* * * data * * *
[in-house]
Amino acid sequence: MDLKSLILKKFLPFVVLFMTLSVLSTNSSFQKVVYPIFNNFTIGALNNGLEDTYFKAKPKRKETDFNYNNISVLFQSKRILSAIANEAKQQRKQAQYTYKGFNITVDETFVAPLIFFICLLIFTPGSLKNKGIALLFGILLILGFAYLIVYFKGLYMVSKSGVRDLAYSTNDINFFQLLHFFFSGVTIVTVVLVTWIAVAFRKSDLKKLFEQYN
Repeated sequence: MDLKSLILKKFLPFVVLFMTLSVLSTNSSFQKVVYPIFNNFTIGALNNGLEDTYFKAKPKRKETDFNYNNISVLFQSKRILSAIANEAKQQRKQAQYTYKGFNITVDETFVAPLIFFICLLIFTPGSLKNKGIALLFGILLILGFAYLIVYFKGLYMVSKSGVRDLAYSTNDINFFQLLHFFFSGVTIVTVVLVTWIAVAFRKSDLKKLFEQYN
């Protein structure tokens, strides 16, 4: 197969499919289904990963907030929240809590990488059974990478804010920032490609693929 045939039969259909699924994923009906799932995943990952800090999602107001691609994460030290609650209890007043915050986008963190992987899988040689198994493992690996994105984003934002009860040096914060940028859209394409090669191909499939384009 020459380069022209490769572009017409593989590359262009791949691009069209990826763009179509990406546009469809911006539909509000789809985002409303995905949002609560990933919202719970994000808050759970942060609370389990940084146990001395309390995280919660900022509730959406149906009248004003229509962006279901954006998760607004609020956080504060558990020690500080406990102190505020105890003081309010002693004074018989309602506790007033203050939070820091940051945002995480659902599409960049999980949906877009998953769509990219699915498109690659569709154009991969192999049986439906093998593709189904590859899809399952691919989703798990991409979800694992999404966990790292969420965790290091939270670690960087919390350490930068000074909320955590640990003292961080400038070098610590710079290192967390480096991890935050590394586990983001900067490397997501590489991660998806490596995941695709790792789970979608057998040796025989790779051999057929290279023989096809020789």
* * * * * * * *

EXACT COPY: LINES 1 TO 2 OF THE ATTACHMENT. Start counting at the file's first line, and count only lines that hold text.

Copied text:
[in-house]
Amino acid sequence: MDLKSLILKKFLPFVVLFMTLSVLSTNSSFQKVVYPIFNNFTIGALNNGLEDTYFKAKPKRKETDFNYNNISVLFQSKRILSAIANEAKQQRKQAQYTYKGFNITVDETFVAPLIFFICLLIFTPGSLKNKGIALLFGILLILGFAYLIVYFKGLYMVSKSGVRDLAYSTNDINFFQLLHFFFSGVTIVTVVLVTWIAVAFRKSDLKKLFEQYN